John Donne’s solemn 400-year-old poem against isolationism is resonating today

The choice of the Isles to be an island.
The choice of the Isles to be an island.
Image: Courtesy the British Library
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In the days following the British vote to leave the European Union, some hear the death bells tolling for the continent of Europe.

English poet John Donne, writing in the 17th century, famously wrote that “no man is an island,” comparing people to countries, and arguing for the interconnectedness of all people with God. The #nomanisanisland hashtag is resonating today with Brits and people around the world showing solidarity, despite the fact that country has voted to cut itself free.

Donne’s “Meditation 17” is one of a series of essays he wrote when he was seriously ill in the winter of 1623, and has since been popularly remembered for one excerpt:

No man is an island,
entire of itself;
every man is a piece of the continent,
a part of the main.
If a clod be washed away by the sea,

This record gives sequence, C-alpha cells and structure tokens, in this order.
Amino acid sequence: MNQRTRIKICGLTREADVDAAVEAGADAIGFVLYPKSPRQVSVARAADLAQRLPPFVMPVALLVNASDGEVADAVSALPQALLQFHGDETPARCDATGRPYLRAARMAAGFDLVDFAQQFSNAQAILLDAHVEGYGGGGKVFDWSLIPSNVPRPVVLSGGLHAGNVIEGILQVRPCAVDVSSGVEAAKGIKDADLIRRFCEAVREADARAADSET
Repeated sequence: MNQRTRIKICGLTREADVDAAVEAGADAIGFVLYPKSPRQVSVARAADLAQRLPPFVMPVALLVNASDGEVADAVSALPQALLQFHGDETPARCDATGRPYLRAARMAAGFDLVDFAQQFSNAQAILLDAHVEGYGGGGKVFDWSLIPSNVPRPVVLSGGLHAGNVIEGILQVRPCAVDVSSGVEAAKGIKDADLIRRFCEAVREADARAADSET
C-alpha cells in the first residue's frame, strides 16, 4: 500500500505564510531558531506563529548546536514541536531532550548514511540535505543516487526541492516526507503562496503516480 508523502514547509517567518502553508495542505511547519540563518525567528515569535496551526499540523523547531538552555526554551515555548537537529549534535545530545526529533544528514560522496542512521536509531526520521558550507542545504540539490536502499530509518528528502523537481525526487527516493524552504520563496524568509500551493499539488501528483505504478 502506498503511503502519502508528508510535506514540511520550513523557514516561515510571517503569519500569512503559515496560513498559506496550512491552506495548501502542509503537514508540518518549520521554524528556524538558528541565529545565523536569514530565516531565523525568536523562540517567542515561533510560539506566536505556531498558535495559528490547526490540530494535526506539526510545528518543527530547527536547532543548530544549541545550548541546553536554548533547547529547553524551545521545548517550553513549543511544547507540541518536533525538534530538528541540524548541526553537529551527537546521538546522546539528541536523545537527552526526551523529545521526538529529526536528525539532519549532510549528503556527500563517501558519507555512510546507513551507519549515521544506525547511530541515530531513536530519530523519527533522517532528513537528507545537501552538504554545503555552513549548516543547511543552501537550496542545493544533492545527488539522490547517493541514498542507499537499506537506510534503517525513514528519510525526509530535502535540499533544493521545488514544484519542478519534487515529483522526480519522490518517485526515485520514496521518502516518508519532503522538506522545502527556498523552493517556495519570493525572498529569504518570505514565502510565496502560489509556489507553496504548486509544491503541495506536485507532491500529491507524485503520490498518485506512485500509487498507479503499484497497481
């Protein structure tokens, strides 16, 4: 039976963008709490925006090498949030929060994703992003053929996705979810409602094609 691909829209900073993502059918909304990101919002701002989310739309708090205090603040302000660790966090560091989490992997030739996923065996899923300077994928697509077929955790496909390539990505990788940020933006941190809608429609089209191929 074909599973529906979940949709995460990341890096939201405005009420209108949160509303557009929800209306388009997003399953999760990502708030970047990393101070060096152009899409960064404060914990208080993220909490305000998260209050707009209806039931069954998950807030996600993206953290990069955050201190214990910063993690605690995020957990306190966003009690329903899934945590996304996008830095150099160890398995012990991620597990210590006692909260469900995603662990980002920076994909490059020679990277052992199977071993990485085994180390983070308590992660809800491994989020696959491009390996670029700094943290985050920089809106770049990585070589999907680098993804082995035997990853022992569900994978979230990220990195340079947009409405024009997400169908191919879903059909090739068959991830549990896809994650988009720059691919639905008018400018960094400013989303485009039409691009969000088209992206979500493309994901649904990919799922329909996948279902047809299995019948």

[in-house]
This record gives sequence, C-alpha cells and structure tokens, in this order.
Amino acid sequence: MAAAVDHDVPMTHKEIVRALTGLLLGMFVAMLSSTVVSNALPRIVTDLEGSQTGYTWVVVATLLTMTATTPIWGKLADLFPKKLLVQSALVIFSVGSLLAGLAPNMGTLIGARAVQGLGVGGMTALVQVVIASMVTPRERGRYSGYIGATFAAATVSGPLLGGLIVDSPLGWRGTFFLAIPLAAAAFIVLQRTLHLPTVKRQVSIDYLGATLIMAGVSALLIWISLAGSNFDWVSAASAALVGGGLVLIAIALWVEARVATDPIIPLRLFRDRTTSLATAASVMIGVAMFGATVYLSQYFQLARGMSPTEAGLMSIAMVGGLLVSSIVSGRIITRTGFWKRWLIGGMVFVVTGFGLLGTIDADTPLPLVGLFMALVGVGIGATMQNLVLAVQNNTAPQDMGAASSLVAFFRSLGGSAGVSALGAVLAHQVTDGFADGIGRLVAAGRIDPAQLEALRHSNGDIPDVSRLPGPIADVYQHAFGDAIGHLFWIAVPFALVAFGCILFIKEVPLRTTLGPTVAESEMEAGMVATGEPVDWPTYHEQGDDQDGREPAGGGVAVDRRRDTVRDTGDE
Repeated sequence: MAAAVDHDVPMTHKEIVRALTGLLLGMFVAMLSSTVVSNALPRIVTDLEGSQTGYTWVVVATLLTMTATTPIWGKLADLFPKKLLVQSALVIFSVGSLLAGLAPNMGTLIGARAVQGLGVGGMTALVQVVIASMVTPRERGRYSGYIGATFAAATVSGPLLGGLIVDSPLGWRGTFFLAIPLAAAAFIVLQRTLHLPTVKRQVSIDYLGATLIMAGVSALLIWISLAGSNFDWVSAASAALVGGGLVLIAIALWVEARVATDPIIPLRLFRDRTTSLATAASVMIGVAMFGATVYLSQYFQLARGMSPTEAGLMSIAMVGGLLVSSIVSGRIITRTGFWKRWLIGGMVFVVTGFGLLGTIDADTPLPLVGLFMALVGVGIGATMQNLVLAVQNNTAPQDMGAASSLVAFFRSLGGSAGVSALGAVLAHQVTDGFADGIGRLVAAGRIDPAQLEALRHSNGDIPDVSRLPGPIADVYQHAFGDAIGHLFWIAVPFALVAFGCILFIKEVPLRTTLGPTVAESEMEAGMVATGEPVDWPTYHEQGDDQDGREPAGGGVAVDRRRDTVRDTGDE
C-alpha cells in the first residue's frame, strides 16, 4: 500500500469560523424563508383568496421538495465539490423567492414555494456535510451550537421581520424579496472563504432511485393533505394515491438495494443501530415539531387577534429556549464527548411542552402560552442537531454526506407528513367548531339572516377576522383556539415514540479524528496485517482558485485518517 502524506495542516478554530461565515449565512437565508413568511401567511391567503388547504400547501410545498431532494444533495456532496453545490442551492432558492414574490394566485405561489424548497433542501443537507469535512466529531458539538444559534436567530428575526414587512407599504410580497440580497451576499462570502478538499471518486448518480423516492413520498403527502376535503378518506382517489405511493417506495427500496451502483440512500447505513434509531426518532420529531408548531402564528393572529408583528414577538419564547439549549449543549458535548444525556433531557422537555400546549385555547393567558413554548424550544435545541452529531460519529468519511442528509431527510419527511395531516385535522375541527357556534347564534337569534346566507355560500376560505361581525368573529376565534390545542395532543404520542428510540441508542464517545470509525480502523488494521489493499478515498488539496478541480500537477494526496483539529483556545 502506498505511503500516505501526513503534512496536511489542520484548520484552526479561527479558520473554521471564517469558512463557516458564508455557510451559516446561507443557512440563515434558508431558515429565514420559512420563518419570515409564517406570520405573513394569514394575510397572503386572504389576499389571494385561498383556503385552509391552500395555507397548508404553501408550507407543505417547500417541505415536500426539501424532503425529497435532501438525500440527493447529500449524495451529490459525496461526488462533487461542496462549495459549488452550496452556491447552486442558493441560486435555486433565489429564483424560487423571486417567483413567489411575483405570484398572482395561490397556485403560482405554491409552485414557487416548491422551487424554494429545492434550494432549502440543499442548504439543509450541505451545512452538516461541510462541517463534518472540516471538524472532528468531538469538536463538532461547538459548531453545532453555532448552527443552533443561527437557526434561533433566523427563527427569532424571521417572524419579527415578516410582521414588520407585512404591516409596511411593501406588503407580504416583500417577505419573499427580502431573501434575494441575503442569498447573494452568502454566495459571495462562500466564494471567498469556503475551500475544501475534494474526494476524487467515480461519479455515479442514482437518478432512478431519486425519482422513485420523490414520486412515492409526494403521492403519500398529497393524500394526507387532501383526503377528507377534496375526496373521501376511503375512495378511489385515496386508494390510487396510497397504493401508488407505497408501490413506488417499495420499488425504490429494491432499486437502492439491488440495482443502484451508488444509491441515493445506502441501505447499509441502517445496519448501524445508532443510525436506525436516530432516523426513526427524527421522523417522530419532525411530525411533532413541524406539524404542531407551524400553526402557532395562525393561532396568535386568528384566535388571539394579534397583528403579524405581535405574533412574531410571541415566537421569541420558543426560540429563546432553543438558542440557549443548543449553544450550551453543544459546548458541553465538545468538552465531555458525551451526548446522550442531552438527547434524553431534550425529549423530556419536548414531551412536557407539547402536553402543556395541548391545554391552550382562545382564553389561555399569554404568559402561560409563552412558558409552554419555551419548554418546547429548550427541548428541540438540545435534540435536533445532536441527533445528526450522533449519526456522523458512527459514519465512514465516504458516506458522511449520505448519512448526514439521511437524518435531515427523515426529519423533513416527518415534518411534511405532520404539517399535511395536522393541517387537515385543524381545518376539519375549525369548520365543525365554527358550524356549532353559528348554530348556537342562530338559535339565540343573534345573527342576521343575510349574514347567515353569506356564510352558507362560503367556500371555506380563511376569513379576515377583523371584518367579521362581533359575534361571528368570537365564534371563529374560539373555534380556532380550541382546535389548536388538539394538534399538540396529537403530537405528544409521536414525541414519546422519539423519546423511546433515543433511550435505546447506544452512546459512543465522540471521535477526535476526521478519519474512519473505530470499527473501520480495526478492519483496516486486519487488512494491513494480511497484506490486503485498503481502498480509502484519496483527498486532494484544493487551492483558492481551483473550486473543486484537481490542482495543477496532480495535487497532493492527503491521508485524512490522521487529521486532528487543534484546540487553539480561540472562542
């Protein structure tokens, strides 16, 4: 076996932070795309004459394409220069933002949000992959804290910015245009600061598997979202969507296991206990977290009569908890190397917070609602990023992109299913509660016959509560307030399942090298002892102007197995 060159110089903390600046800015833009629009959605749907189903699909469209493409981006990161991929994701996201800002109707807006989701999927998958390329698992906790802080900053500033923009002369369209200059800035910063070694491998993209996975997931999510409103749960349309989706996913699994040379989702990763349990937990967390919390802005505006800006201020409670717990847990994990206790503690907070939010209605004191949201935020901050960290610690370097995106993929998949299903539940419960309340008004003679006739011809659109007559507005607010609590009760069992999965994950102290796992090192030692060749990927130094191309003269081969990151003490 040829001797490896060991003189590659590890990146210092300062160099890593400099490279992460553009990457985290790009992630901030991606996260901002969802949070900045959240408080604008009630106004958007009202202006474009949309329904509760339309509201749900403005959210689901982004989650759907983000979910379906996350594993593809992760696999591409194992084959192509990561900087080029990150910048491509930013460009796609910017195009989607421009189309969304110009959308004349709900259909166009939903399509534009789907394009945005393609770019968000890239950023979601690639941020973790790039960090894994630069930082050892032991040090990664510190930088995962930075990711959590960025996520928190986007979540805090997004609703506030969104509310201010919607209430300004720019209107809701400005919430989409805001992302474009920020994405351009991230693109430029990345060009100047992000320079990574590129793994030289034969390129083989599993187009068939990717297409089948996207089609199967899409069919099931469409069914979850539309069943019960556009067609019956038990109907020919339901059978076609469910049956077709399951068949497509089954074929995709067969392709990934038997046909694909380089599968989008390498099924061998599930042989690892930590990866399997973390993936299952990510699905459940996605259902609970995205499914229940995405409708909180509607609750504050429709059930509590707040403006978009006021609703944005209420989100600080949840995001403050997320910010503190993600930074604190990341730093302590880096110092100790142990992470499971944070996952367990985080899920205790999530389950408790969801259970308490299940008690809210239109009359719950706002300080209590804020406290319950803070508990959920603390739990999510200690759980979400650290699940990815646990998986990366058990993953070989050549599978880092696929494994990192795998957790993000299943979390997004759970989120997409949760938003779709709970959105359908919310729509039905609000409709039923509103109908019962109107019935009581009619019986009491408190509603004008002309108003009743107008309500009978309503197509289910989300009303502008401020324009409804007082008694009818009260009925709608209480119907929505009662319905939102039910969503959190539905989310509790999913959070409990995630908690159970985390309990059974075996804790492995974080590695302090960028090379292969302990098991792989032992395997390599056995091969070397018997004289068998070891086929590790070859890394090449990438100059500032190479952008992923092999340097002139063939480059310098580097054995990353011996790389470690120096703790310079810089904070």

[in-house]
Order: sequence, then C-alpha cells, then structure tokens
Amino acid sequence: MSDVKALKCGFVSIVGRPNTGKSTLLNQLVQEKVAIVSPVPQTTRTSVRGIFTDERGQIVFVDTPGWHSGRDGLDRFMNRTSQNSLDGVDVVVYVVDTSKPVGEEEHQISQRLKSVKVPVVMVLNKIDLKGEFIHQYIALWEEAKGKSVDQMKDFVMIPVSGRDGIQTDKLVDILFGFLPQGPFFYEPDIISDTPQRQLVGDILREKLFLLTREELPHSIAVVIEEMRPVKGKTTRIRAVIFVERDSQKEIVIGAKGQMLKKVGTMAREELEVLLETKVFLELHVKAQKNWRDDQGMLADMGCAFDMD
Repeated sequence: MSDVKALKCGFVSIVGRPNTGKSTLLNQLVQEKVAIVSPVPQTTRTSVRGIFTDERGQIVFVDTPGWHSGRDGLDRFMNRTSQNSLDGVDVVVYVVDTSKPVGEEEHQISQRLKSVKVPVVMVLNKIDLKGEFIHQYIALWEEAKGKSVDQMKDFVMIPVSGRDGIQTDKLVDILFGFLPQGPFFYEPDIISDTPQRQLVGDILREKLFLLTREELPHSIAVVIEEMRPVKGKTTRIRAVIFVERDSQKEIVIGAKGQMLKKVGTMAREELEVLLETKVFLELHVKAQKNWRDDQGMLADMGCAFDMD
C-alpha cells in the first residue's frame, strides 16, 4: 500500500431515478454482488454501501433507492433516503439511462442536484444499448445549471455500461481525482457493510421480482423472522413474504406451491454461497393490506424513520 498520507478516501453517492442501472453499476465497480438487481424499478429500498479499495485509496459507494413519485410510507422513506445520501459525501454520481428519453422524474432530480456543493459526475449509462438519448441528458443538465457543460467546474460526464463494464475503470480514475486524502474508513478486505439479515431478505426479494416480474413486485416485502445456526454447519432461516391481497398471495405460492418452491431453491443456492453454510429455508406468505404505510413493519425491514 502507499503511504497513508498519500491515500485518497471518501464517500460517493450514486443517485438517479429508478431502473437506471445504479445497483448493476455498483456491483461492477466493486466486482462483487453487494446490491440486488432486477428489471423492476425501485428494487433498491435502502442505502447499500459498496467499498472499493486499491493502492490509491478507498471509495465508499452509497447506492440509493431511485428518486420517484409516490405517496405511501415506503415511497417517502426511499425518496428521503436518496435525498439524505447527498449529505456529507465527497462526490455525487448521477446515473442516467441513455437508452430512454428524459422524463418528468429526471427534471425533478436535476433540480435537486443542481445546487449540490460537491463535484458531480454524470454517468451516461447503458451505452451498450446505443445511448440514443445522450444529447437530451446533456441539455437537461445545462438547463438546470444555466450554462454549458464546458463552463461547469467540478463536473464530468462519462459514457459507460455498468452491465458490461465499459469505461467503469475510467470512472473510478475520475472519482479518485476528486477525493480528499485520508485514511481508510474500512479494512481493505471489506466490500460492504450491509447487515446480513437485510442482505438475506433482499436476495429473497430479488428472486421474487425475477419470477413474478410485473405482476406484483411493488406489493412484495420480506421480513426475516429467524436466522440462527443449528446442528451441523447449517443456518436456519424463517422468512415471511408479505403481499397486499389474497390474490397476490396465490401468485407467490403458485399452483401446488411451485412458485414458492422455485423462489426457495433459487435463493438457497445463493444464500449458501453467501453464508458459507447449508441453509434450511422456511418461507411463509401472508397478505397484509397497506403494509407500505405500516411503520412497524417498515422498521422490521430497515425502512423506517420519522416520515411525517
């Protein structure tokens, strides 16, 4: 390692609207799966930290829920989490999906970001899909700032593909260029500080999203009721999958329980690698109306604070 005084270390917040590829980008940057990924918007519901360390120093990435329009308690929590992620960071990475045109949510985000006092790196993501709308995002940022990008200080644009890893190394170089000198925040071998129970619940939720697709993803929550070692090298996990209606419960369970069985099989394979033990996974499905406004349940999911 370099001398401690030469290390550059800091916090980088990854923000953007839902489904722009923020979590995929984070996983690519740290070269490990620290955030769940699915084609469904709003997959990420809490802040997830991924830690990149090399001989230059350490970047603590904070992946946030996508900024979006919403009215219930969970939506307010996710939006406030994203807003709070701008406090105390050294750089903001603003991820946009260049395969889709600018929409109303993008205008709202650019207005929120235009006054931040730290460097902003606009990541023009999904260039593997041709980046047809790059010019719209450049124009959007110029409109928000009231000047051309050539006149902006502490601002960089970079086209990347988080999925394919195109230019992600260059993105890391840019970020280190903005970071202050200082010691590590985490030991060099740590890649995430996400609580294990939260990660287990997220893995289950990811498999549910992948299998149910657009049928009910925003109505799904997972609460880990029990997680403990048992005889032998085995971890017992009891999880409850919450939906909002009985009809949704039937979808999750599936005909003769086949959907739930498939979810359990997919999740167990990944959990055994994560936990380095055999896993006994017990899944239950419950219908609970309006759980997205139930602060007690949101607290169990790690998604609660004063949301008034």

Europe is the less,
as well as if a promontory were.
as well as if a manor of thy friend’s
or of thine own were.
Any man’s death diminishes me,
because I am involved in mankind;
and therefore never send to know for whom the bell tolls;
it tolls for thee.

In his meditation on death, Donne writes that all beings are one with God. The rest of the essay, when read in the context of Brexit, is just as poignant as the famous passage. Donne compares suffering to gold, arguing that we can never have enough of our neighbors’ pain: “No man hath affliction enough that is not matured and ripened by it.” In other words: No one suffers alone, and being aware of another’s pain only makes us stronger and more able to live.